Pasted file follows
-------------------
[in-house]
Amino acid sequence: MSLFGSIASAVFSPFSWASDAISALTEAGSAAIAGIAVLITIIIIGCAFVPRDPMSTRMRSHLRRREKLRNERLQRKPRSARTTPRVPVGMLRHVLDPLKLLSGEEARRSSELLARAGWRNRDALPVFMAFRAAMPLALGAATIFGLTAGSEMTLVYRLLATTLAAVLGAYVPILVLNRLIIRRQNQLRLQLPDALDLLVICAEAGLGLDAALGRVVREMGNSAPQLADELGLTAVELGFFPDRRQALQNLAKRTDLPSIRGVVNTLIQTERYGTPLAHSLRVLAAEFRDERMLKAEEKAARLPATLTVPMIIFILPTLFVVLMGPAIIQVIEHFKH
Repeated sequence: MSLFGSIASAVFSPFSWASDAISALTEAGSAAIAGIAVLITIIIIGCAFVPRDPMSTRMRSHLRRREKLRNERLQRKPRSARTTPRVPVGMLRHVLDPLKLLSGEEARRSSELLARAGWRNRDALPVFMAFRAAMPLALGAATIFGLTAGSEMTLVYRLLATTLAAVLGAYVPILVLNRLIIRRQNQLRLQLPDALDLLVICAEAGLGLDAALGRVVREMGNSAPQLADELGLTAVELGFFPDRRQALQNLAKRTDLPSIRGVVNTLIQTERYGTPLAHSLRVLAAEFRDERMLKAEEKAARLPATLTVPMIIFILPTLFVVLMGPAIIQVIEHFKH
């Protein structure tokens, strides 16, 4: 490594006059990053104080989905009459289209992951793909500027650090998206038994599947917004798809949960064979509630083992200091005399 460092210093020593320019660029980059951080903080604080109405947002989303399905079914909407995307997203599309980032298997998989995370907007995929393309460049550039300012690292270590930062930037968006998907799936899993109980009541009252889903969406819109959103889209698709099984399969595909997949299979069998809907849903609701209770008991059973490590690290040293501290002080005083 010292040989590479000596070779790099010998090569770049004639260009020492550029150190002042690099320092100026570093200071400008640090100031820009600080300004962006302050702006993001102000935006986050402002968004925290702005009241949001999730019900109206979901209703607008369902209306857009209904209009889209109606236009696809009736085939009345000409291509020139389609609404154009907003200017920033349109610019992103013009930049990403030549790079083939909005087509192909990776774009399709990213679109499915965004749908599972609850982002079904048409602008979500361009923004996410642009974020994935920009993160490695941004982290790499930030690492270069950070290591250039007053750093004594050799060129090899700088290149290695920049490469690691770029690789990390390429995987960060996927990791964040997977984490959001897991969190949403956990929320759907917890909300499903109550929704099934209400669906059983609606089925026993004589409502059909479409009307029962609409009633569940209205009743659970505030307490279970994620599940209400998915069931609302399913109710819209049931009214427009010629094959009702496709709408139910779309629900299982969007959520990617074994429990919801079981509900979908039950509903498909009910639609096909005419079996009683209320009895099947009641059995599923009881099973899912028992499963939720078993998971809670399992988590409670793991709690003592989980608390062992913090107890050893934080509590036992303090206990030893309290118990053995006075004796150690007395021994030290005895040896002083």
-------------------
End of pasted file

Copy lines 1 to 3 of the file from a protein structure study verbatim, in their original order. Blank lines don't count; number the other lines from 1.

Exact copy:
[in-house]
Amino acid sequence: MSLFGSIASAVFSPFSWASDAISALTEAGSAAIAGIAVLITIIIIGCAFVPRDPMSTRMRSHLRRREKLRNERLQRKPRSARTTPRVPVGMLRHVLDPLKLLSGEEARRSSELLARAGWRNRDALPVFMAFRAAMPLALGAATIFGLTAGSEMTLVYRLLATTLAAVLGAYVPILVLNRLIIRRQNQLRLQLPDALDLLVICAEAGLGLDAALGRVVREMGNSAPQLADELGLTAVELGFFPDRRQALQNLAKRTDLPSIRGVVNTLIQTERYGTPLAHSLRVLAAEFRDERMLKAEEKAARLPATLTVPMIIFILPTLFVVLMGPAIIQVIEHFKH
Repeated sequence: MSLFGSIASAVFSPFSWASDAISALTEAGSAAIAGIAVLITIIIIGCAFVPRDPMSTRMRSHLRRREKLRNERLQRKPRSARTTPRVPVGMLRHVLDPLKLLSGEEARRSSELLARAGWRNRDALPVFMAFRAAMPLALGAATIFGLTAGSEMTLVYRLLATTLAAVLGAYVPILVLNRLIIRRQNQLRLQLPDALDLLVICAEAGLGLDAALGRVVREMGNSAPQLADELGLTAVELGFFPDRRQALQNLAKRTDLPSIRGVVNTLIQTERYGTPLAHSLRVLAAEFRDERMLKAEEKAARLPATLTVPMIIFILPTLFVVLMGPAIIQVIEHFKH